[Python-Dev] PEP 393: Flexible String Representation
dmalcolm at redhat.com
Tue Jan 25 01:28:43 CET 2011
On Mon, 2011-01-24 at 21:17 +0100, "Martin v. Löwis" wrote:
... snip ...
> I'd like to propose PEP 393, which takes a different approach,
> addressing both problems simultaneously: by getting a flexible
> representation (one that can be either 1, 2, or 4 bytes), we can
> support the full range of Unicode on all systems, but still use
> only one byte per character for strings that are pure ASCII (which
> will be the majority of strings for the majority of users).
There was some discussion about this at PyCon 2010, where we referred to
it casually as "Pay-as-you-go unicode"
... snip ...
> - str: shortest-form representation of the unicode string; the lower
> two bits of the pointer indicate the specific form:
> 01 => 1 byte (Latin-1); 11 => 2 byte (UCS-2); 11 => 4 byte (UCS-4);
Repetition of "11"; I'm guessing that the 2byte/UCS-2 should read "10",
so that they give the width of the char representation.
> 00 => null pointer
Naturally this assumes that all pointers are at least 4-byte aligned (so
that they can be masked off). I assume that this is sane on every
platform that Python supports, but should it be spelled out explicitly
somewhere in the PEP?
> The string is null-terminated (in its respective representation).
> - hash, state: same as in Python 3.2
> - utf8_length, utf8: UTF-8 representation (null-terminated)
If this is to share its buffer with the "str" representation for the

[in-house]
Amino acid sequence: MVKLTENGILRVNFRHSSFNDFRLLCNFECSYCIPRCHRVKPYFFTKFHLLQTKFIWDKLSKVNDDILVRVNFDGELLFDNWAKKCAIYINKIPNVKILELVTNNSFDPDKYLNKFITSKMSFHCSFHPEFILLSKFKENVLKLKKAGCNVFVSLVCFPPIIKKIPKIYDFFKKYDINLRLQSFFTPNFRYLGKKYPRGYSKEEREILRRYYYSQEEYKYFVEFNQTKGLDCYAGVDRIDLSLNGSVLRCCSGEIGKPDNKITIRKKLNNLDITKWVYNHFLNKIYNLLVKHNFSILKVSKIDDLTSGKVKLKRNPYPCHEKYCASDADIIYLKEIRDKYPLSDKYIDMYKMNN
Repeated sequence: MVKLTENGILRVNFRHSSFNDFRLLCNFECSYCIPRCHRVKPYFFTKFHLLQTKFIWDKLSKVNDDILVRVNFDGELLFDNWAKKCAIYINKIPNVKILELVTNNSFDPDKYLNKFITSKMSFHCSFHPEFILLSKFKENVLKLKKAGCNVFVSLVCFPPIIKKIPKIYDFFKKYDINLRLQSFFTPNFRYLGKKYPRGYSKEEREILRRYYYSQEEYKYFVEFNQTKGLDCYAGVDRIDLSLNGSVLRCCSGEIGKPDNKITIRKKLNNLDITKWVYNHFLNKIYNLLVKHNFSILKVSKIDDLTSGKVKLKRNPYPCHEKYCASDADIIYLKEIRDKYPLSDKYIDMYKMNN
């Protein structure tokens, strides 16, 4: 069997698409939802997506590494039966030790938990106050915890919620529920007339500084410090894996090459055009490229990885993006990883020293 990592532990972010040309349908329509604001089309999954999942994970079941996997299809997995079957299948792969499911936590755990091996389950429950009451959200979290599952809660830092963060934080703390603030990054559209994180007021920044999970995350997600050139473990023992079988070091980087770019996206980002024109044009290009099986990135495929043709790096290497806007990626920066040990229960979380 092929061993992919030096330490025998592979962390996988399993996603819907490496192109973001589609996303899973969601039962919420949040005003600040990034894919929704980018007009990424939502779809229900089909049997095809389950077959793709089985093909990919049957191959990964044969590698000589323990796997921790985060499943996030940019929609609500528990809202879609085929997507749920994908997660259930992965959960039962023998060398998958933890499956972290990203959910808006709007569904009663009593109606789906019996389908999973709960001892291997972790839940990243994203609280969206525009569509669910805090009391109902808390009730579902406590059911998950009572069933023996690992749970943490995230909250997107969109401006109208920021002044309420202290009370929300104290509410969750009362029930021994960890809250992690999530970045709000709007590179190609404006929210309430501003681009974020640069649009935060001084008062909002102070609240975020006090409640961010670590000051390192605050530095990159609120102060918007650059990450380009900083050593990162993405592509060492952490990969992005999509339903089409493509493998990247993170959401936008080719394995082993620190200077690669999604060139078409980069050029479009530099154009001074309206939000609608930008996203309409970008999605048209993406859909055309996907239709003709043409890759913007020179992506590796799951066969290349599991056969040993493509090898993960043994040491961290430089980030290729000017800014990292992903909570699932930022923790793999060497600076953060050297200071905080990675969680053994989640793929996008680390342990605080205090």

Latin-1 case, then I take it this ptr will typically be (str & ~4) ?
i.e. only "str" has the low-order-bit type info.
> - wstr_length, wstr: representation in platform's wchar_t
> (null-terminated). If wchar_t is 16-bit, this form may use surrogate
> pairs (in which cast wstr_length differs form length).
> All three representations are optional, although the str form is
> considered the canonical representation which can be absent only
> while the string is being created.
Spelling out the meaning of "optional":
does this mean that the relevant ptr is NULL; if so, if utf8 is null,
is utf8_length undefined, or is it some dummy value? (i.e. is the
pointer the first thing to check before we know if utf8_length is
meaningful?); similar consideration for the wstr representation.
> The Py_UNICODE type is still supported but deprecated. It is always
> defined as a typedef for wchar_t, so the wstr representation can double
> as Py_UNICODE representation.
> The str and utf8 pointers point to the same memory if the string uses
> only ASCII characters (using only Latin-1 is not sufficient). The str
...though the ptrs are non-equal for this case, as noted above, as "str"
has an 0x1 typecode.
> and wstr pointers point to the same memory if the string happens to
> fit exactly to the wchar_t type of the platform (i.e. uses some
> BMP-not-Latin-1 characters if sizeof(wchar_t) is 2, and uses some
> non-BMP characters if sizeof(wchar_t) is 4).
> If the string is created directly with the canonical representation
> (see below), this representation doesn't take a separate memory block,
> but is allocated right after the PyUnicodeObject struct.
Is the idea to do pointer arithmentic when deleting the PyUnicodeObject
to determine if the ptr is in that location, and not delete it if it is,
or is there some other way of determining whether the pointers need
deallocating? If the former, is this embedding an assumption that the
underlying allocator couldn't have allocated a buffer directly adjacent
to the PyUnicodeObject. I know that GNU libc's malloc/free
implementation has gaps of two machine words between each allocation;
off the top of my head I'm not sure if the optimized Object/obmalloc.c
allocator enforces such gaps.
... snip ...
GDB Debugging Hooks
Tools/gdb/libpython.py contains debugging hooks that embed knowledge
about the internals of CPython's data types, include PyUnicodeObject
instances. It will need to be slightly updated to track the change.
(I can do that change if need be; it shouldn't be too hard).
Hope this is helpful
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